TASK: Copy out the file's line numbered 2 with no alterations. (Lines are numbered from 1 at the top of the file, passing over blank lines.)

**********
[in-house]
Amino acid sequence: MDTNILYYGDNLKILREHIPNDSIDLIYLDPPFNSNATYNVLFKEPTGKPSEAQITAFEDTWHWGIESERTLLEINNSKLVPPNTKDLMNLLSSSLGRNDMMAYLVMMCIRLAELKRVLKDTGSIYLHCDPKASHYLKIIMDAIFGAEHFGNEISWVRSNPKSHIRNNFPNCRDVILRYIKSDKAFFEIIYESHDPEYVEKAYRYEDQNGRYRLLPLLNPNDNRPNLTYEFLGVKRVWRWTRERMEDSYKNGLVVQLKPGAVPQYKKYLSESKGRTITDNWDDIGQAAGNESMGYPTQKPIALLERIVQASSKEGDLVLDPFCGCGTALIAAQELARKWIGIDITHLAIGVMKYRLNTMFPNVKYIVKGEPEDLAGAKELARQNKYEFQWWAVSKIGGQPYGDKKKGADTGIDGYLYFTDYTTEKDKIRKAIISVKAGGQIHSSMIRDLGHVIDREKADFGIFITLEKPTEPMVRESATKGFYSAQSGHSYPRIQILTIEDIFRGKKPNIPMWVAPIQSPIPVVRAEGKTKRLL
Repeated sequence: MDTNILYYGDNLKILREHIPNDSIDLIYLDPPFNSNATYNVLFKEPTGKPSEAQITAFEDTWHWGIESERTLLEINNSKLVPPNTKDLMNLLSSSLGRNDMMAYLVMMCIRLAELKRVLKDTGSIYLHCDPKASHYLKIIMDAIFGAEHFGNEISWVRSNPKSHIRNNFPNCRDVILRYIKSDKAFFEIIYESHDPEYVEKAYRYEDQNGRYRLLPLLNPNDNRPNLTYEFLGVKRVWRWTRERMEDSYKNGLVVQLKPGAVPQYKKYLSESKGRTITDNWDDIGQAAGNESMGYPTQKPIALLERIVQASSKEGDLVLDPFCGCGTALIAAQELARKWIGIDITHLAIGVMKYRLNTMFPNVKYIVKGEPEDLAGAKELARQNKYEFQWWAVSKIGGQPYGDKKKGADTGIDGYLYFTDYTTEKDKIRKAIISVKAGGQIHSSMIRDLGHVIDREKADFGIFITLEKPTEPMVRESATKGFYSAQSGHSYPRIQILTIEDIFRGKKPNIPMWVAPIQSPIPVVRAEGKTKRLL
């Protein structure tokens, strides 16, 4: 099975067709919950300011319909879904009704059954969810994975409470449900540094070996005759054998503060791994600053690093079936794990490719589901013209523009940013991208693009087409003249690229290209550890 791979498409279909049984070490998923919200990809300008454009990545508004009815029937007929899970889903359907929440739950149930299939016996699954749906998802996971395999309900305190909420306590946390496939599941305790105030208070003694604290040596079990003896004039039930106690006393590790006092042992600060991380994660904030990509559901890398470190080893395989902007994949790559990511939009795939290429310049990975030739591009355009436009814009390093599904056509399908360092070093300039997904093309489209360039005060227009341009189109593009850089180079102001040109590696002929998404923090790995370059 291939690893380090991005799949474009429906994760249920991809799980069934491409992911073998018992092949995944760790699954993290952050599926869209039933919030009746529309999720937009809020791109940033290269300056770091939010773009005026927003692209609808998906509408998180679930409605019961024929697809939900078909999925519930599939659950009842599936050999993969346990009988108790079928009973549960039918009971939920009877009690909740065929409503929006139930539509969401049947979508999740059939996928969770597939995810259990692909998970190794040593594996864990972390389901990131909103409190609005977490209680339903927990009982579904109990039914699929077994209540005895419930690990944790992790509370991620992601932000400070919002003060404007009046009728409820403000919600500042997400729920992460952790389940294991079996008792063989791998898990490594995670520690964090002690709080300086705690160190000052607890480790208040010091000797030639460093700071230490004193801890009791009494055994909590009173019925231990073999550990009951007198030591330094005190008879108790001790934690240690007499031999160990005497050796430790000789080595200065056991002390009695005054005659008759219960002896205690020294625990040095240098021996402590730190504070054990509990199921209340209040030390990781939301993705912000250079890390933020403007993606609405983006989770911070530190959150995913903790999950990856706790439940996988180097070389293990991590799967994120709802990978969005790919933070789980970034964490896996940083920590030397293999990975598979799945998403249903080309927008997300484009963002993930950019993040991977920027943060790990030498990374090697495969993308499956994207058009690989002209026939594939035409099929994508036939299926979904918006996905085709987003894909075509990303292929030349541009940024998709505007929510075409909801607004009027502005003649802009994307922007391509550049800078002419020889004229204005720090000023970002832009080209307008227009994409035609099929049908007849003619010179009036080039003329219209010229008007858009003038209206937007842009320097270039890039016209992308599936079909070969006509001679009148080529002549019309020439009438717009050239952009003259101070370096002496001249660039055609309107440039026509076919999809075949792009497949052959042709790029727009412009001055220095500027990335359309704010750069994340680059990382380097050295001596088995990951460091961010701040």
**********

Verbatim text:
Amino acid sequence: MDTNILYYGDNLKILREHIPNDSIDLIYLDPPFNSNATYNVLFKEPTGKPSEAQITAFEDTWHWGIESERTLLEINNSKLVPPNTKDLMNLLSSSLGRNDMMAYLVMMCIRLAELKRVLKDTGSIYLHCDPKASHYLKIIMDAIFGAEHFGNEISWVRSNPKSHIRNNFPNCRDVILRYIKSDKAFFEIIYESHDPEYVEKAYRYEDQNGRYRLLPLLNPNDNRPNLTYEFLGVKRVWRWTRERMEDSYKNGLVVQLKPGAVPQYKKYLSESKGRTITDNWDDIGQAAGNESMGYPTQKPIALLERIVQASSKEGDLVLDPFCGCGTALIAAQELARKWIGIDITHLAIGVMKYRLNTMFPNVKYIVKGEPEDLAGAKELARQNKYEFQWWAVSKIGGQPYGDKKKGADTGIDGYLYFTDYTTEKDKIRKAIISVKAGGQIHSSMIRDLGHVIDREKADFGIFITLEKPTEPMVRESATKGFYSAQSGHSYPRIQILTIEDIFRGKKPNIPMWVAPIQSPIPVVRAEGKTKRLL